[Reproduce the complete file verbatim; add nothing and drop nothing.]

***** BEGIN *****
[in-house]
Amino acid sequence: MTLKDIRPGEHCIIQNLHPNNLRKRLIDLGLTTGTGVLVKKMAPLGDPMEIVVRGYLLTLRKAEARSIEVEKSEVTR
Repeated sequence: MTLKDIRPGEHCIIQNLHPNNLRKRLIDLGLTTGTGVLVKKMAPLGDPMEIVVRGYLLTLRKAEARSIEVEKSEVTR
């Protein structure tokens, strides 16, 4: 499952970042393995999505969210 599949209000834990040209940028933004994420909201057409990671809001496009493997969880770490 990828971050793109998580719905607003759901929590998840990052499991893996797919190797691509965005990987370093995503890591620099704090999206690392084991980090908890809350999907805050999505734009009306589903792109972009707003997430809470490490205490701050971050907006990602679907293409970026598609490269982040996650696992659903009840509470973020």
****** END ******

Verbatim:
[in-house]
Amino acid sequence: MTLKDIRPGEHCIIQNLHPNNLRKRLIDLGLTTGTGVLVKKMAPLGDPMEIVVRGYLLTLRKAEARSIEVEKSEVTR
Repeated sequence: MTLKDIRPGEHCIIQNLHPNNLRKRLIDLGLTTGTGVLVKKMAPLGDPMEIVVRGYLLTLRKAEARSIEVEKSEVTR
């Protein structure tokens, strides 16, 4: 499952970042393995999505969210 599949209000834990040209940028933004994420909201057409990671809001496009493997969880770490 990828971050793109998580719905607003759901929590998840990052499991893996797919190797691509965005990987370093995503890591620099704090999206690392084991980090908890809350999907805050999505734009009306589903792109972009707003997430809470490490205490701050971050907006990602679907293409970026598609490269982040996650696992659903009840509470973020």